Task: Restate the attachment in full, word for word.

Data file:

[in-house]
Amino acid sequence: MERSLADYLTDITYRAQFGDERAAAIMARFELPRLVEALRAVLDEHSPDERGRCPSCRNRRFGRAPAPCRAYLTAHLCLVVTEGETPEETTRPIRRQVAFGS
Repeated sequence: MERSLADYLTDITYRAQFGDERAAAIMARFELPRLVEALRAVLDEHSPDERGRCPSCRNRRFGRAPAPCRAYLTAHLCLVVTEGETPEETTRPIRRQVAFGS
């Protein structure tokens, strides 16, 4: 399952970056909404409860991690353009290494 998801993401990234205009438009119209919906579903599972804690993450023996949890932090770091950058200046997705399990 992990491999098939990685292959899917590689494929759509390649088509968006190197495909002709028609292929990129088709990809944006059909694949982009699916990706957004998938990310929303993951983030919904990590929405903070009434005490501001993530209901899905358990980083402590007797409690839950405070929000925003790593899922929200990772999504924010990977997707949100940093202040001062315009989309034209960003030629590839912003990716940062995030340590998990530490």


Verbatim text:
[in-house]
Amino acid sequence: MERSLADYLTDITYRAQFGDERAAAIMARFELPRLVEALRAVLDEHSPDERGRCPSCRNRRFGRAPAPCRAYLTAHLCLVVTEGETPEETTRPIRRQVAFGS
Repeated sequence: MERSLADYLTDITYRAQFGDERAAAIMARFELPRLVEALRAVLDEHSPDERGRCPSCRNRRFGRAPAPCRAYLTAHLCLVVTEGETPEETTRPIRRQVAFGS
């Protein structure tokens, strides 16, 4: 399952970056909404409860991690353009290494 998801993401990234205009438009119209919906579903599972804690993450023996949890932090770091950058200046997705399990 992990491999098939990685292959899917590689494929759509390649088509968006190197495909002709028609292929990129088709990809944006059909694949982009699916990706957004998938990310929303993951983030919904990590929405903070009434005490501001993530209901899905358990980083402590007797409690839950405070929000925003790593899922929200990772999504924010990977997707949100940093202040001062315009989309034209960003030629590839912003990716940062995030340590998990530490």